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    Rights statement: This is the author’s version of a work that was accepted for publication in Journal of Experimental Child Psychology. Changes resulting from the publishing process, such as peer review, editing, corrections, structural formatting, and other quality control mechanisms may not be reflected in this document. Changes may have been made to this work since it was submitted for publication. A definitive version was subsequently published in Journal of Experimental Child Psychology, 151, 2016 DOI: 10.1016/j.jecp.2016.02.003

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Semantic processing of actions at 9 months is linked to language proficiency at 9 and 18 months

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Semantic processing of actions at 9 months is linked to language proficiency at 9 and 18 months. / Kaduk, Katharina; Bakker, Marta; Juvrud, Joshua; Gredebäck, Gustaf; Westermann, Gert; Lunn, Judith; Reid, Vincent Michael.

In: Journal of Experimental Child Psychology, Vol. 151, 11.2016, p. 96-108.

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Kaduk, Katharina ; Bakker, Marta ; Juvrud, Joshua ; Gredebäck, Gustaf ; Westermann, Gert ; Lunn, Judith ; Reid, Vincent Michael. / Semantic processing of actions at 9 months is linked to language proficiency at 9 and 18 months. In: Journal of Experimental Child Psychology. 2016 ; Vol. 151. pp. 96-108.

Bibtex

@article{684ebb8f04df41a1986e571c2b6541a3,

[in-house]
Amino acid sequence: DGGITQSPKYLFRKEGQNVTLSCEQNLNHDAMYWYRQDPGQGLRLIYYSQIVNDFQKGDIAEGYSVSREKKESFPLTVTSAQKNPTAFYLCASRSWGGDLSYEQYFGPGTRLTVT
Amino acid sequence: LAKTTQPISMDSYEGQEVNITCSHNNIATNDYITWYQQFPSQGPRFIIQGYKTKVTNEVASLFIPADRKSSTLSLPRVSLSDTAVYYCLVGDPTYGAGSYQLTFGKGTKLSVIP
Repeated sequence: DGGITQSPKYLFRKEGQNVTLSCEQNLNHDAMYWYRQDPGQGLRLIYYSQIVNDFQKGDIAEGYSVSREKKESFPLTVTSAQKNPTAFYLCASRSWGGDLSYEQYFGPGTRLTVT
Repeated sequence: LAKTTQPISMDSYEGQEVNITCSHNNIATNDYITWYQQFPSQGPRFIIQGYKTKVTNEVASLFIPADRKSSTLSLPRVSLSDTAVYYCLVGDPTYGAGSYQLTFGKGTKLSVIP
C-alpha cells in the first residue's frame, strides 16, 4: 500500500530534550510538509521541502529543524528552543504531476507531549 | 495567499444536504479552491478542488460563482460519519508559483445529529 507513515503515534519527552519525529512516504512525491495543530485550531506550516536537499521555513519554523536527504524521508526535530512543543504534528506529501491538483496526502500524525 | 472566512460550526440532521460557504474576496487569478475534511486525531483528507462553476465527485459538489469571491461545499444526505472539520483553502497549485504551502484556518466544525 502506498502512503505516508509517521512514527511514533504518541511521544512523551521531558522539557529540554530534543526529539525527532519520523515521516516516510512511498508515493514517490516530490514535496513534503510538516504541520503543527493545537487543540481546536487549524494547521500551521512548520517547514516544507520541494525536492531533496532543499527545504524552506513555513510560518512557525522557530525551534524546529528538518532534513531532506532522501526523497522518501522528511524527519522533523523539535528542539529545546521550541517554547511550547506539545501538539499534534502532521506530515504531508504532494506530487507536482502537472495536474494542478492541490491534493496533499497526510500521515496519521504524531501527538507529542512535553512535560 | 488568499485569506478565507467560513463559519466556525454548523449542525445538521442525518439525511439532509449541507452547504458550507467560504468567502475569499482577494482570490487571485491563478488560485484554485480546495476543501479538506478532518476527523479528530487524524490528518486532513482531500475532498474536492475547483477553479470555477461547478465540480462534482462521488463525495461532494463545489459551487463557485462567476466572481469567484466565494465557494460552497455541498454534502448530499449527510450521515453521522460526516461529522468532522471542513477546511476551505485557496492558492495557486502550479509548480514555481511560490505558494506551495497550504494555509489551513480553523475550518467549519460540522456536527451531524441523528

title = "Semantic processing of actions at 9 months is linked to language proficiency at 9 and 18 months",
abstract = "The current study uses event-related potential methodologies to investigate how social–cognitive processes in preverbal infants relate to language performance. We assessed 9-month-olds{\textquoteright} understanding of the semantic structure of actions via an N400 event-related potential (ERP) response to action sequences that contained expected and unexpected outcomes. At 9 and 18 months of age, infants{\textquoteright} language abilities were measured using the Swedish Early Communicative Development Inventory (SECDI). Here we show that 9-month-olds{\textquoteright} understanding of the semantic structure of actions, evidenced in an N400 ERP response to action sequences with unexpected outcomes, is related to language comprehension scores at 9 months and is related to language production scores at 18 months of age. Infants who showed a selective N400 response to unexpected action outcomes are those who are classed as above mean in their language proficiency. The results provide evidence that language performance is related to the ability to detect and interpret human actions at 9 months of age. This study suggests that some basic cognitive mechanisms are involved in the processing of sequential events that are shared between two conceptually different cognitive domains and that pre-linguistic social understanding skills and language proficiency are linked to one another.",
keywords = "Action understanding, Semantic processing, N400, Language acquisition, Nc, ERP",
author = "Katharina Kaduk and Marta Bakker and Joshua Juvrud and Gustaf Gredeb{\"a}ck and Gert Westermann and Judith Lunn and Reid, {Vincent Michael}",
note = "This is the author{\textquoteright}s version of a work that was accepted for publication in Journal of Experimental Child Psychology. Changes resulting from the publishing process, such as peer review, editing, corrections, structural formatting, and other quality control mechanisms may not be reflected in this document. Changes may have been made to this work since it was submitted for publication. A definitive version was subsequently published in Journal of Experimental Child Psychology, 151, 2016 DOI: 10.1016/j.jecp.2016.02.003",
year = "2016",
month = nov
doi = "10.1016/j.jecp.2016.02.003",
language = "English",
volume = "151",
pages = "96--108",
journal = "Journal of Experimental Child Psychology",